- Borage plant grows easily in containers. Choose a container about 12 inches deep and wide or larger; Borage forms a taproot.
- It reaches heights of about 2 to 3 feet and the taproot is long and sturdy. Therefore, potted Borage plants require a sturdy container with a depth and width of at least 12 inches. If you can grow Borage from seed; most growers prefer to start with bedding plants, which are available in garden centers or specialty herb stores. Also, plant seeds directly in the container soon after the last frost in spring or start the seeds indoors a few weeks earlier. The Borage plant doesn’t transplant well because of its long taproot.
- Water Borage plant deeply. Check often during hot, dry weather conditions, as containerized plants dry quickly, but careful not to let the soil become soggy, which promotes rot.
- Borage growing in containers requires no fertilizer. If you decide to feed the Borage plant, use a diluted solution of a water-soluble fertilizer.
- Avoid overfeeding Borage, which often promotes lush foliage but few blooms. Borage plant tends to be relatively pest-resistant, but the plant is sometimes bugged by aphids. If you notice the tiny pests in Borage plants, spray the plant with insecticidal soap spray. Pinch tips of young plants to keep Borage compact and bushy and then snip the leaves as needed for use in the kitchen. Also, you can trim the plant if it looks overgrown in mid-summer. And, be sure to deadhead blooms as soon as they wilt. Otherwise, the plant will go to seed and blooming will end early and the plant may also need stakes to keep it upright.
Borage Plant Care
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- Caring for Borage is rather simple, as the herb doesn’t need any special treatment and its ability to thrive in even the driest soils. Normally, this fast-growing plant is planted from seeds; potted nursery starts are not commonly available.
- Although accepting of just about any soil, the Borage plant does best in rich and moisture-retentive soil. Plant the Borage seeds about 1/4 to 1/2 inch deep in early spring. Thin them when they are 6 to 8 inches tall to the spacing of 15 inches apart.
- Borage can bloom from late spring through the summer season and will reach maturity in about 8 weeks, at which point you can harvest the leaves and flowers as need. Keep in mind, the Borage plants will start to decline if they are not deadheaded and are left to go to seed. Staggering your planting times will give you a longer period of bloom and then provide a longer harvest time. If the Borage flowers fade before you have a chance to deadhead them, the plants will re-seed on their own.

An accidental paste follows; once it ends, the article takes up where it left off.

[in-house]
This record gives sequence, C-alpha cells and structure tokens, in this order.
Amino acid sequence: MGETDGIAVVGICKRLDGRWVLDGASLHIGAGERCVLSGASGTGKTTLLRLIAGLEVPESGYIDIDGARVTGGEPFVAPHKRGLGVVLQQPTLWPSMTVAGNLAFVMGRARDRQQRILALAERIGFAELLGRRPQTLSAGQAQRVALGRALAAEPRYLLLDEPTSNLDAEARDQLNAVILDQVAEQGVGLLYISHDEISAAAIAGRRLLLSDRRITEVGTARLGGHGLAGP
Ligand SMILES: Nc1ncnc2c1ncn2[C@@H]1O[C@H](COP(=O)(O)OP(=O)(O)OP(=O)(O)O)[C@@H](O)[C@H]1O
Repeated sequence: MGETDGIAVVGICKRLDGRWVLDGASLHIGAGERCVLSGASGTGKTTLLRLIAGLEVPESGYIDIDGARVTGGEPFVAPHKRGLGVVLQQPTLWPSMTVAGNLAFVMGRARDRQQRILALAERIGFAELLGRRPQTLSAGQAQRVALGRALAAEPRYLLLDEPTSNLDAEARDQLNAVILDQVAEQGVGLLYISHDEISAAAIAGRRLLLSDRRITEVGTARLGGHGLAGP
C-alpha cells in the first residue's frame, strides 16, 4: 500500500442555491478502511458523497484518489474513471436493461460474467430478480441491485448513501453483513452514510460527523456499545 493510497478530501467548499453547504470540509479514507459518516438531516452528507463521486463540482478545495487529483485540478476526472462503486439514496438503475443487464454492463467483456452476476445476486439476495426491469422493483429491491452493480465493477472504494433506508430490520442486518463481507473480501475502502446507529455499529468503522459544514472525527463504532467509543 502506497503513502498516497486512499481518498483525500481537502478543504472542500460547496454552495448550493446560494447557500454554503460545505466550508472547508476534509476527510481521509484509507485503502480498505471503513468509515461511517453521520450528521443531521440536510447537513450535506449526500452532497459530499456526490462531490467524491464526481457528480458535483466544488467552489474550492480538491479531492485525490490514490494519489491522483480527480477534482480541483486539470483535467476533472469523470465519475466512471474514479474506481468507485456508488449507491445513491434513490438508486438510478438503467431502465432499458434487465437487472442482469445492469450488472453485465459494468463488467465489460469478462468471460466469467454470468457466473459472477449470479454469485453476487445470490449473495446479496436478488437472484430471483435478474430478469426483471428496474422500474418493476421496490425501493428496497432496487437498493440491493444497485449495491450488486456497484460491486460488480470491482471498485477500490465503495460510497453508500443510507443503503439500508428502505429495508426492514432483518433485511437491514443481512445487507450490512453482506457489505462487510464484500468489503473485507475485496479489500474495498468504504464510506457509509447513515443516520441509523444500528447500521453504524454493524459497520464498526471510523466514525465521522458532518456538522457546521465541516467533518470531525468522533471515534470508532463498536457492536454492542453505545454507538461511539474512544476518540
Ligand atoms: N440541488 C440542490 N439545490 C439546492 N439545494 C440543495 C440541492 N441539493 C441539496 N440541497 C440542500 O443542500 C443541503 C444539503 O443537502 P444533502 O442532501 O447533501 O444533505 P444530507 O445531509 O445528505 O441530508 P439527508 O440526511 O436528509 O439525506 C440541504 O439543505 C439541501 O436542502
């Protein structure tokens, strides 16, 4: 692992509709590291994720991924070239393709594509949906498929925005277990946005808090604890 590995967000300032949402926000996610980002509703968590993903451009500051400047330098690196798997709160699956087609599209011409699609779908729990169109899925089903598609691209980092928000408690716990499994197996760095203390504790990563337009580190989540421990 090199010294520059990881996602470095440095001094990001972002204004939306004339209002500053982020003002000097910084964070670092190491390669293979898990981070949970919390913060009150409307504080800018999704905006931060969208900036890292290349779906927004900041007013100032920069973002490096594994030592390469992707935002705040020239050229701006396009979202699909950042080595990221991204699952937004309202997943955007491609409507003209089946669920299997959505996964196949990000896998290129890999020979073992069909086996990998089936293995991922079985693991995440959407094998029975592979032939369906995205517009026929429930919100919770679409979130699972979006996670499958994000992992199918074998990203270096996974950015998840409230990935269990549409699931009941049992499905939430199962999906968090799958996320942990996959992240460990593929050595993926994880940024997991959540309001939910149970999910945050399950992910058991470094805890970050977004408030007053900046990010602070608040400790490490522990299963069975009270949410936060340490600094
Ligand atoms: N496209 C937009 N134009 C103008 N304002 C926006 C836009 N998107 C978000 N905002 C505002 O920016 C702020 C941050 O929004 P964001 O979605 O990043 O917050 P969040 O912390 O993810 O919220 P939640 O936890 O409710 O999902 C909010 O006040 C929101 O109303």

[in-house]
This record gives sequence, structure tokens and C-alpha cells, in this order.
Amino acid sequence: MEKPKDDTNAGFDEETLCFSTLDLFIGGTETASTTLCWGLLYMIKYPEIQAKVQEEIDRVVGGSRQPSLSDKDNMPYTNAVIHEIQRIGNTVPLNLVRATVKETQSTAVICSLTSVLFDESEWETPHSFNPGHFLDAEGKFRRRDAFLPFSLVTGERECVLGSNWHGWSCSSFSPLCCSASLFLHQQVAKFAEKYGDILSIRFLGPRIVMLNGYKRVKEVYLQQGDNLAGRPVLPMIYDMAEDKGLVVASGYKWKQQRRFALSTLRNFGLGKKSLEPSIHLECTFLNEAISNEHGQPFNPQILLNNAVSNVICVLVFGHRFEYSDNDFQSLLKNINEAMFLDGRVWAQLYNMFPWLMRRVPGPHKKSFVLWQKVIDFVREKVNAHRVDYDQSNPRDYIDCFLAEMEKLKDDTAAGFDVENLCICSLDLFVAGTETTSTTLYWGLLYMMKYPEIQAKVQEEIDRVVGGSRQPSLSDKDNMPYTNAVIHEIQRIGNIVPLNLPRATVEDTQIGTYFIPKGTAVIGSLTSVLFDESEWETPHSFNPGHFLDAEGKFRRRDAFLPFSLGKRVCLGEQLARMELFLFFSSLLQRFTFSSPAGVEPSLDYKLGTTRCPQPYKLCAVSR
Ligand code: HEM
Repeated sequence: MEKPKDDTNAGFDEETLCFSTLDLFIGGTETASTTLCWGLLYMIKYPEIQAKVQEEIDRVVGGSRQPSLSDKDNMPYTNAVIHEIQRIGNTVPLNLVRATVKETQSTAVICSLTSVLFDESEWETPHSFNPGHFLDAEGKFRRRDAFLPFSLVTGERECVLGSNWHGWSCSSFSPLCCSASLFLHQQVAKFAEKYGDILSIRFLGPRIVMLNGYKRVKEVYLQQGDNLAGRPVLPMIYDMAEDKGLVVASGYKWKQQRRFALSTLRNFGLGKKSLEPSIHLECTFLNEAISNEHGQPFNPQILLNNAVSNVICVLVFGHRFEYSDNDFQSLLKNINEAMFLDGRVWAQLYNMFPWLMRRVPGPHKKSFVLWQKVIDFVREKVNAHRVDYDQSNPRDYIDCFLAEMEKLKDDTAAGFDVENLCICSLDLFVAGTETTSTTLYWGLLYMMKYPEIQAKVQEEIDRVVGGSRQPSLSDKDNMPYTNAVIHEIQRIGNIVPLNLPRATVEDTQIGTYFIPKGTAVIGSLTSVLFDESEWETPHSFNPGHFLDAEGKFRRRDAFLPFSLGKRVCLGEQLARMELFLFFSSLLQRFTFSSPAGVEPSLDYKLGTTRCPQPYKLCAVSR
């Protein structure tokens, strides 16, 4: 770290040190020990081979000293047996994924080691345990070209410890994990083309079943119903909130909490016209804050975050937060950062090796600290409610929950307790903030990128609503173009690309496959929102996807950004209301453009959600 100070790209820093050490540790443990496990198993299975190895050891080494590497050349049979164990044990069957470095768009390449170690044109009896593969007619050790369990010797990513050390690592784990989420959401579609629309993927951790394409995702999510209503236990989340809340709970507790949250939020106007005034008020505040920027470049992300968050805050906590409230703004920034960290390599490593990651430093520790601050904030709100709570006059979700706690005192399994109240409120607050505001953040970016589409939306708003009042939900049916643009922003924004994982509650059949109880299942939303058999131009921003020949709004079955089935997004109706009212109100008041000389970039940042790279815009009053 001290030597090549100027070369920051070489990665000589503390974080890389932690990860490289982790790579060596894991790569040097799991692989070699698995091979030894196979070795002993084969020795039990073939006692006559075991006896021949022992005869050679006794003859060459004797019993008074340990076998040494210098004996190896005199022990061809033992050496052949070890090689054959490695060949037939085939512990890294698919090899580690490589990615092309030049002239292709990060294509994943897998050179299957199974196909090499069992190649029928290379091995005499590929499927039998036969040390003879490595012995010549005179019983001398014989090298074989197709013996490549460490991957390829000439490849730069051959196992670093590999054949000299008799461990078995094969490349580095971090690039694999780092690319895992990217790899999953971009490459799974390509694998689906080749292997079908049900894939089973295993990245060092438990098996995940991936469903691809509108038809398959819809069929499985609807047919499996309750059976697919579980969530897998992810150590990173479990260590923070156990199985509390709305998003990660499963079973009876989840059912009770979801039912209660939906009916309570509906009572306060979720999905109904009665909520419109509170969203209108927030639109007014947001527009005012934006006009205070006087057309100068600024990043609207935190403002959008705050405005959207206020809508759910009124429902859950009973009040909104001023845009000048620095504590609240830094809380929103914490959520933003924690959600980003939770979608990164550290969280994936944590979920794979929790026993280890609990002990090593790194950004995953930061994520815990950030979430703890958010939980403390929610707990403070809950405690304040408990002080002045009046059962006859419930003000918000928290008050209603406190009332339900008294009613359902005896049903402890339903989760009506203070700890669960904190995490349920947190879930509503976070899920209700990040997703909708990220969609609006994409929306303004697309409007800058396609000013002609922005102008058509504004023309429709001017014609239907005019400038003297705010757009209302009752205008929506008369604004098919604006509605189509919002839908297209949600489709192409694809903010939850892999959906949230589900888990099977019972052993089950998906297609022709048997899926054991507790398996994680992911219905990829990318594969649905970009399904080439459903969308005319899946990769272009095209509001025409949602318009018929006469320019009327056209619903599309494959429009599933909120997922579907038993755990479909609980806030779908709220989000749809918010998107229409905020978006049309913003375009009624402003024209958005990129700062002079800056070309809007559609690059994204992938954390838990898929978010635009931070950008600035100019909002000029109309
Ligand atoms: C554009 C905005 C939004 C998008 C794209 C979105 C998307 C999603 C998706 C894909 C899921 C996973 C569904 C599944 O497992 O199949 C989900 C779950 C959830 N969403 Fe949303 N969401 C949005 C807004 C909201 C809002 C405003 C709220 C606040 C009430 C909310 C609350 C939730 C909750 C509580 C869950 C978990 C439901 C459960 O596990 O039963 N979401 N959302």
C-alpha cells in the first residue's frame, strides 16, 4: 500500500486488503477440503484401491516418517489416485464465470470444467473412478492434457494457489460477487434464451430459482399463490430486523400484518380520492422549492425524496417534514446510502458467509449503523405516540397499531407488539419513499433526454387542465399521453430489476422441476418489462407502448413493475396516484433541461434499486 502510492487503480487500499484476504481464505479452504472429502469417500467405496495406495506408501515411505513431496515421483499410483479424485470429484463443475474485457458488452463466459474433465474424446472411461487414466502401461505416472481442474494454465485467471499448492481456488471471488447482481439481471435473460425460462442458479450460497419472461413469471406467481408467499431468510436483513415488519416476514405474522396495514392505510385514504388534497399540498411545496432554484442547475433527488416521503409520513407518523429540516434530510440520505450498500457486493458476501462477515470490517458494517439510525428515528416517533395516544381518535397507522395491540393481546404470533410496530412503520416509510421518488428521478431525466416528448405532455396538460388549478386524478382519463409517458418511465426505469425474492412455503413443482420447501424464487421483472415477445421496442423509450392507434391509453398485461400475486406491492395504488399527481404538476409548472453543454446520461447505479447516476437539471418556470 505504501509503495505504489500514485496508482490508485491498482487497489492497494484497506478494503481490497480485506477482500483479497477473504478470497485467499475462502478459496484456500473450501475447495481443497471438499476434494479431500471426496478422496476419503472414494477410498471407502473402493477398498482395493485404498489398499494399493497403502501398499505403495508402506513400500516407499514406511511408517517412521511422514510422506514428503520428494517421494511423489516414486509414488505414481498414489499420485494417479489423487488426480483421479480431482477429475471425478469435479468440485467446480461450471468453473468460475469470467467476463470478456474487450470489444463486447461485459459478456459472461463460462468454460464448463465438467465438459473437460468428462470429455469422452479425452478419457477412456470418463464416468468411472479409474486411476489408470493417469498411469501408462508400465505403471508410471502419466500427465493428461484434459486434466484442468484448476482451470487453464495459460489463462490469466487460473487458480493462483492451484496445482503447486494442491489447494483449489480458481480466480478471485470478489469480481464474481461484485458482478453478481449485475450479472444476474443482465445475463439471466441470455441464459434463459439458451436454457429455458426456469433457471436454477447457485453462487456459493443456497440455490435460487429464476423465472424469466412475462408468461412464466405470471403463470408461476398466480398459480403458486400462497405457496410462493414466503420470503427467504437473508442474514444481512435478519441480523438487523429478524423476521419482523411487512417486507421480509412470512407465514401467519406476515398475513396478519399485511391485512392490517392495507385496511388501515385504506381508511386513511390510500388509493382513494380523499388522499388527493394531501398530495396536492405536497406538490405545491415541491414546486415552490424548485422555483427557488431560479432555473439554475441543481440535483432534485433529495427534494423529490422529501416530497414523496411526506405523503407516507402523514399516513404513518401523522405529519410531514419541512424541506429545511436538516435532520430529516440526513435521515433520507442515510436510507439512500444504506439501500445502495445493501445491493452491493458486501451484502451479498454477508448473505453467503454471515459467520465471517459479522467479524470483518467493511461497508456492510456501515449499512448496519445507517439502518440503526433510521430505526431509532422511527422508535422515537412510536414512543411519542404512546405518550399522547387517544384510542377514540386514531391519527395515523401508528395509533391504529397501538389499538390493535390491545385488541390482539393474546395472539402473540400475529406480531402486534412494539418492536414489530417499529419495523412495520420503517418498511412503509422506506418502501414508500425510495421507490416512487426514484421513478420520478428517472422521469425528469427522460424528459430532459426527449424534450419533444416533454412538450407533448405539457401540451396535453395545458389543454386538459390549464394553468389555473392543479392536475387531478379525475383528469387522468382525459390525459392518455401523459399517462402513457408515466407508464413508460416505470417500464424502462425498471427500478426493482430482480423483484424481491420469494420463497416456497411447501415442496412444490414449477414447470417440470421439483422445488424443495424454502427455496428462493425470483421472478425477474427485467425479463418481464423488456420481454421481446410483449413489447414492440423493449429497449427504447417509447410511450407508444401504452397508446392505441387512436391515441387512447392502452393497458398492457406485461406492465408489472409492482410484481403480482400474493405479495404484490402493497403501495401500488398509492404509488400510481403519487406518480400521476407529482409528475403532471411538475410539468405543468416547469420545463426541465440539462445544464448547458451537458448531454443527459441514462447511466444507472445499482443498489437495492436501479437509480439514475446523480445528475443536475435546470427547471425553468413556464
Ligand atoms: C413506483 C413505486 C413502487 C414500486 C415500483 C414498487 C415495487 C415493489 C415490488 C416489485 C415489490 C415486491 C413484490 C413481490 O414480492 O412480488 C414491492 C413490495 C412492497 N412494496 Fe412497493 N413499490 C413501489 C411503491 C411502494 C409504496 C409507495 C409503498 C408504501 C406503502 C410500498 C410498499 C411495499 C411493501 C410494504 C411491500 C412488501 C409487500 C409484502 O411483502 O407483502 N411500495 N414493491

- If you choose to start Borage seed indoors 3 to 4 weeks before the last frost, make sure to transplant them into the garden before they become pot-bound, but not until the soil has warmed and then the plants have been hardened off. There are few pest or disease problems for growing Borage, though powdery mildew disease may sometimes appear.
- Carefully remove faded flower heads from Borage plants to encourage more blooms to form. Once flowering has finished, simply dig up and compost Borage plants the mineral-rich leaves will help fertilize soils the following year. Do take off the seed heads before composting plants or you’ll end up with lots of seedlings all over the garden.
- The Borage plant is a low-maintenance plant that doesn’t need much care. Water and thin seedlings regularly until the Borage plants reach maturity. Water mature plants during periods of prolonged drought and move potted Borage indoors in autumn before the first frost. To prevent the Borage plant from self-seeding in the garden, pick its blue flowers regularly before they can set seed.
How Often Should You Water Borage Plants?
Water Borage plants regularly. The plants are not drought tolerant and need plenty of water to thrive. However, try and avoid over-soaking them. The Borage plant needs even regular water until established.
Fertilizer and Pruning for Borage Plants
To encourage bushiness, pinch back Borage plants when 6 inches tall. You can prune back Borage by one-half in the midsummer season; this will encourage new tender leaves for late summer harvest.
Borage plants growing in poor soil will benefit from periodic feeding with any fertilizer labelled for use on edible plants. Something with a high phosphorous number will help keep them in flower.
Problems with Borage Plants